Probably the most shocking for me is that Sauron is not the ultimate evil in the world. Sauron began merely as a servant of Morgoth. Morgoth is the central “villain” in The Children of Húrin, as his evil spreads and he attempts to conquer the Men of the North. Morgoth himself is one of the Valar, the beings who created the world, making him essentially a god. His evil grows too large, and the remaining Valar step in to overthrow him and bind him in chains. 

I’ve also always wondered about the elves fleeing Middle-Earth. Why are they leaving? Why now? Where are they going? Why will they be safe there? Most of those questions are answered in this book. Turns out, the elves didn’t originate in Middle-Earth. They appeared there in the far east, and were summoned by the Valar to come west to the land of the gods. Here, the elves branch into several categories, which I won’t go into detail on. Basically, some went, some went and later came back, and some refused the summons and decided to stay. I’m unclear as to why all of the elves eventually leave, unless their continued absence from the Valar causes their powers to weaken.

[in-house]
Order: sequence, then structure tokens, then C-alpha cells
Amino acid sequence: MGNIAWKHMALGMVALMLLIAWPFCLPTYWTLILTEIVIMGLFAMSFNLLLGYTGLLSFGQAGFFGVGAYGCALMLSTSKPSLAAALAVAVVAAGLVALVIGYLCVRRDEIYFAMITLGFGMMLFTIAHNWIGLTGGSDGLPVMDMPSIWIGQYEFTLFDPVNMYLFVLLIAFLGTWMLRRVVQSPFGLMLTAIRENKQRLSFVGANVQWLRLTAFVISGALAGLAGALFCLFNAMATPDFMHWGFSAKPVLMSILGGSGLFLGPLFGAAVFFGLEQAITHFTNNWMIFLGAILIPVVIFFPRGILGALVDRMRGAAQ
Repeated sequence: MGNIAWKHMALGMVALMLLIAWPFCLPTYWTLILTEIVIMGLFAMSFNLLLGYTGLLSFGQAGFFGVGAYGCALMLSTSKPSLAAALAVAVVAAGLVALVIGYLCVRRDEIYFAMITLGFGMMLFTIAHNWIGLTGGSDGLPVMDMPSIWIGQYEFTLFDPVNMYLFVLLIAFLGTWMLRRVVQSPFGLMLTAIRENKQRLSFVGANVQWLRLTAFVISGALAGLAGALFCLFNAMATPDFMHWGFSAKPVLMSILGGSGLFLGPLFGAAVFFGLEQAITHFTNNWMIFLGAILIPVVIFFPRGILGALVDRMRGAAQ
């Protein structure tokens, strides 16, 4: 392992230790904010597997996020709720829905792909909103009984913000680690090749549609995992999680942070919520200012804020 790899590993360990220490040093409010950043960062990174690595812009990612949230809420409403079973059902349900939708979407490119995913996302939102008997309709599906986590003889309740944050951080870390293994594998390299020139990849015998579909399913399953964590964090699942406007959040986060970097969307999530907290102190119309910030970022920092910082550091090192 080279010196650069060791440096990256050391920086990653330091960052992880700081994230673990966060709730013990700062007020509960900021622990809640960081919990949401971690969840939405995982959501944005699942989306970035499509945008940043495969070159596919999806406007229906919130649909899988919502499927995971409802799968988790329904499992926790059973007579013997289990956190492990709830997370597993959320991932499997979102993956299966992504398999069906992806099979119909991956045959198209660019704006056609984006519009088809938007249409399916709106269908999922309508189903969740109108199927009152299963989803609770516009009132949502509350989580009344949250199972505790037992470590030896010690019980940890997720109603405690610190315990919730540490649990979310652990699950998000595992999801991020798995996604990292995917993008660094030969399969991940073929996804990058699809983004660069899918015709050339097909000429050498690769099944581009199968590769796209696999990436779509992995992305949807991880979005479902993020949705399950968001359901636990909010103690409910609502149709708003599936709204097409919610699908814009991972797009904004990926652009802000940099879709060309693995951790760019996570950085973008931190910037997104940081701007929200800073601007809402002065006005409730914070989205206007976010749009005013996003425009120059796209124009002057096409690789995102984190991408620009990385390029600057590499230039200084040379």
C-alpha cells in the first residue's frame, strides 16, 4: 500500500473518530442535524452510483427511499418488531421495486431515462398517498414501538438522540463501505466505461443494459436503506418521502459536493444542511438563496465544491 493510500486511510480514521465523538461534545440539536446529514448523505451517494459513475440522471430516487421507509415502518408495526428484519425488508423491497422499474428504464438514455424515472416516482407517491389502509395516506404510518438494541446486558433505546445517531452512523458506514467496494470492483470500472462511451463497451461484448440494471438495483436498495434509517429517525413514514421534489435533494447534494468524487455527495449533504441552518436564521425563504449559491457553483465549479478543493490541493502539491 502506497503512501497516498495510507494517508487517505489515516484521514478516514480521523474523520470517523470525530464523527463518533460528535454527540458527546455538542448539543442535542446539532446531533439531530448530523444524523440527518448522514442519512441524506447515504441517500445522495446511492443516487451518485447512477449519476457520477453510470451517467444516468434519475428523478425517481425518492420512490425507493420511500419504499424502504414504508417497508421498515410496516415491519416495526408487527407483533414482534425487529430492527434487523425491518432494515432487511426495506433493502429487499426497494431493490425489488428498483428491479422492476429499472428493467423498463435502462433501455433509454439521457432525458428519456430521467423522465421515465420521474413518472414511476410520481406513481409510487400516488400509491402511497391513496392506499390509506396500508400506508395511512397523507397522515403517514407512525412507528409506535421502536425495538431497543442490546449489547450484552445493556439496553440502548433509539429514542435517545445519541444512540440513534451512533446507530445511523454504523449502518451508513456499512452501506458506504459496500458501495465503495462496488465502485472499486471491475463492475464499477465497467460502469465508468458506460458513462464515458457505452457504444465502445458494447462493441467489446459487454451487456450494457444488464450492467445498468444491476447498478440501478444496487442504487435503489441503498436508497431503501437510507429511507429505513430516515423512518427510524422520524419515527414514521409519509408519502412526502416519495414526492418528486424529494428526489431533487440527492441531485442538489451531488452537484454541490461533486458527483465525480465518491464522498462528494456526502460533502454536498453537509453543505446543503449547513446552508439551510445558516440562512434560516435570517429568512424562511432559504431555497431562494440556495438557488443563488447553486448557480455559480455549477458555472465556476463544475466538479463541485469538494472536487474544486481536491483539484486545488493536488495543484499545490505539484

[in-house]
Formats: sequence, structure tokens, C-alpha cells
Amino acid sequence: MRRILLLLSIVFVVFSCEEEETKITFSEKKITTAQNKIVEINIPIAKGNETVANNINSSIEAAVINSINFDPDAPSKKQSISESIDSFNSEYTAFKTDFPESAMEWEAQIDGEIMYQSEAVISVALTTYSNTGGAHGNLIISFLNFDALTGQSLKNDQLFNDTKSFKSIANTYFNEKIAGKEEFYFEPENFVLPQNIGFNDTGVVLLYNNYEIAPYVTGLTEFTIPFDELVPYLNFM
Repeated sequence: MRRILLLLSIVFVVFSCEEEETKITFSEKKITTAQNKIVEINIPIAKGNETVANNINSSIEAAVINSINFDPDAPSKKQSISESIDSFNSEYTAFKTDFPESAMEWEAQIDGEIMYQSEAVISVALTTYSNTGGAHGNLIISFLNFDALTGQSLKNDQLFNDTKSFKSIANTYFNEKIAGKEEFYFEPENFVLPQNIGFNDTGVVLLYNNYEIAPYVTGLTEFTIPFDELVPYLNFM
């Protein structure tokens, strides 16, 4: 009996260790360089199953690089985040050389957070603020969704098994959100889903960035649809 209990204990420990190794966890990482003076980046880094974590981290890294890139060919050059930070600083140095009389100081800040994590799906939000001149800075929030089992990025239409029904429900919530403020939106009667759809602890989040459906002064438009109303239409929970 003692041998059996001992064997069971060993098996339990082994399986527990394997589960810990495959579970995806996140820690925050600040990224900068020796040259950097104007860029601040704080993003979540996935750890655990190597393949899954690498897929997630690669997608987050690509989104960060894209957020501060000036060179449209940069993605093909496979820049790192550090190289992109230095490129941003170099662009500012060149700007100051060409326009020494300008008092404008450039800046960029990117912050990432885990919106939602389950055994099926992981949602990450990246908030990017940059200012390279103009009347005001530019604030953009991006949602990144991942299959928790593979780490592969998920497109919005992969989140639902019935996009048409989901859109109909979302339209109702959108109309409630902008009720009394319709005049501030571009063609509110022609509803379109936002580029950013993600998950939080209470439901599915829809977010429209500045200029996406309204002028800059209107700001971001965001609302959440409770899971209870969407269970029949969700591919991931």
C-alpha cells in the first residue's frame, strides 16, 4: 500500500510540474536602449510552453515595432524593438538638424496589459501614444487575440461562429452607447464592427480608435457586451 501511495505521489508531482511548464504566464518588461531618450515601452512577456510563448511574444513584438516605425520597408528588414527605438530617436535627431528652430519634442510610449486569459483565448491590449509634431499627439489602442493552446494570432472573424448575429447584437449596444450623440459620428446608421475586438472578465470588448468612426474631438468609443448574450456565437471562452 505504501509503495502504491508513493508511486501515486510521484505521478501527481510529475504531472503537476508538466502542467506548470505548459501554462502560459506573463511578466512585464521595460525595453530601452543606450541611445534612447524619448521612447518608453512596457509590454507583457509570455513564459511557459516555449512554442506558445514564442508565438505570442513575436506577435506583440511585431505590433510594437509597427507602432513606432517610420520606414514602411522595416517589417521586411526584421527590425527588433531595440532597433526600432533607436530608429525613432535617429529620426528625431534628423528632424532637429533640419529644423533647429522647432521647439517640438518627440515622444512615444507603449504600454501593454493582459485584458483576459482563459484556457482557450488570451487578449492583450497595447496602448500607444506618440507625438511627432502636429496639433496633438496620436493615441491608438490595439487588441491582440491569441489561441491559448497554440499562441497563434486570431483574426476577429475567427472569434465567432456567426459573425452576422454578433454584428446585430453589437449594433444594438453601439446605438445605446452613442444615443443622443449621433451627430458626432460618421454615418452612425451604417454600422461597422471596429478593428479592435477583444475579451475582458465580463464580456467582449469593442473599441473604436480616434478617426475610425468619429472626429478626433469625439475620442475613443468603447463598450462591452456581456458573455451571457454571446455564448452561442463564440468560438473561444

Much of this information I learned from the preface and introduction to the book, written by Tolkien’s son, Christopher. It seems when he died he left several incomplete manuscripts behind. Christopher Tolkien is working to fulfill his father’s wishes that these stories by published in their entirety, and is attempting to publish them with little editorial work, preserving his father’s words and voice.

Talk to me in the comments. Are you familiar Tolkien’s more obscure works?

Divine By Blood

I finished P.C. Cast’s Divine By Blood this weekend, and I can honestly say I have no intention of ever reading these books again. It wasn’t terrible, truly, I know a lot of people who would probably enjoy it. They’re casual readers, who enjoy light reads and don’t have the same high standards for their books that I do.